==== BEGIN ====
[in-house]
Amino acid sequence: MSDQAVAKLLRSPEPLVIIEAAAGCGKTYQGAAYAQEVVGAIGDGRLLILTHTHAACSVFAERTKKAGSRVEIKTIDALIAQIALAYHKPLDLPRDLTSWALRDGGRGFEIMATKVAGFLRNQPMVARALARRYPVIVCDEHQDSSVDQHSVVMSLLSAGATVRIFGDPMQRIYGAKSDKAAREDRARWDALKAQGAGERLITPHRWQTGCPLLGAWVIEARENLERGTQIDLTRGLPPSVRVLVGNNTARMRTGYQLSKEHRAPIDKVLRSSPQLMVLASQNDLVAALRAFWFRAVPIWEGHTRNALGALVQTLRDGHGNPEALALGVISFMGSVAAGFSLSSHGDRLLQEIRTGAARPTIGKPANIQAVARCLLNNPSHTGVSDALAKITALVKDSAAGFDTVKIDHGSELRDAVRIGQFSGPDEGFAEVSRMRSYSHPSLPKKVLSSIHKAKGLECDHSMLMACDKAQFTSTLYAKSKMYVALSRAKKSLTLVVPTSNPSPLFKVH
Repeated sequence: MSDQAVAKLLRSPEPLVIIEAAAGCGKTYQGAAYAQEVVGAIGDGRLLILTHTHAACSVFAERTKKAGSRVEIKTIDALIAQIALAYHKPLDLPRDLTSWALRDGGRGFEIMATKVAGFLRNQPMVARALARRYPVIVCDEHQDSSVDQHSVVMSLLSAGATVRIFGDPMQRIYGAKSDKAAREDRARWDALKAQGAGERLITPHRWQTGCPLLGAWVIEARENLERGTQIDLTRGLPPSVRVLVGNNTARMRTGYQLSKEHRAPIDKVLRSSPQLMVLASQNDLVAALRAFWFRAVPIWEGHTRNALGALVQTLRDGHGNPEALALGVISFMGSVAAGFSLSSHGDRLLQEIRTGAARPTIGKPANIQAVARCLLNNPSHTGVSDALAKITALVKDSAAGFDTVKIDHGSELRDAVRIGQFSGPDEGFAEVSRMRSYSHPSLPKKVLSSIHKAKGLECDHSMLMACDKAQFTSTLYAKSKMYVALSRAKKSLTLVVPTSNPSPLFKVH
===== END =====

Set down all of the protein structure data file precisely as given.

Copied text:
[in-house]
Amino acid sequence: MSDQAVAKLLRSPEPLVIIEAAAGCGKTYQGAAYAQEVVGAIGDGRLLILTHTHAACSVFAERTKKAGSRVEIKTIDALIAQIALAYHKPLDLPRDLTSWALRDGGRGFEIMATKVAGFLRNQPMVARALARRYPVIVCDEHQDSSVDQHSVVMSLLSAGATVRIFGDPMQRIYGAKSDKAAREDRARWDALKAQGAGERLITPHRWQTGCPLLGAWVIEARENLERGTQIDLTRGLPPSVRVLVGNNTARMRTGYQLSKEHRAPIDKVLRSSPQLMVLASQNDLVAALRAFWFRAVPIWEGHTRNALGALVQTLRDGHGNPEALALGVISFMGSVAAGFSLSSHGDRLLQEIRTGAARPTIGKPANIQAVARCLLNNPSHTGVSDALAKITALVKDSAAGFDTVKIDHGSELRDAVRIGQFSGPDEGFAEVSRMRSYSHPSLPKKVLSSIHKAKGLECDHSMLMACDKAQFTSTLYAKSKMYVALSRAKKSLTLVVPTSNPSPLFKVH
Repeated sequence: MSDQAVAKLLRSPEPLVIIEAAAGCGKTYQGAAYAQEVVGAIGDGRLLILTHTHAACSVFAERTKKAGSRVEIKTIDALIAQIALAYHKPLDLPRDLTSWALRDGGRGFEIMATKVAGFLRNQPMVARALARRYPVIVCDEHQDSSVDQHSVVMSLLSAGATVRIFGDPMQRIYGAKSDKAAREDRARWDALKAQGAGERLITPHRWQTGCPLLGAWVIEARENLERGTQIDLTRGLPPSVRVLVGNNTARMRTGYQLSKEHRAPIDKVLRSSPQLMVLASQNDLVAALRAFWFRAVPIWEGHTRNALGALVQTLRDGHGNPEALALGVISFMGSVAAGFSLSSHGDRLLQEIRTGAARPTIGKPANIQAVARCLLNNPSHTGVSDALAKITALVKDSAAGFDTVKIDHGSELRDAVRIGQFSGPDEGFAEVSRMRSYSHPSLPKKVLSSIHKAKGLECDHSMLMACDKAQFTSTLYAKSKMYVALSRAKKSLTLVVPTSNPSPLFKVH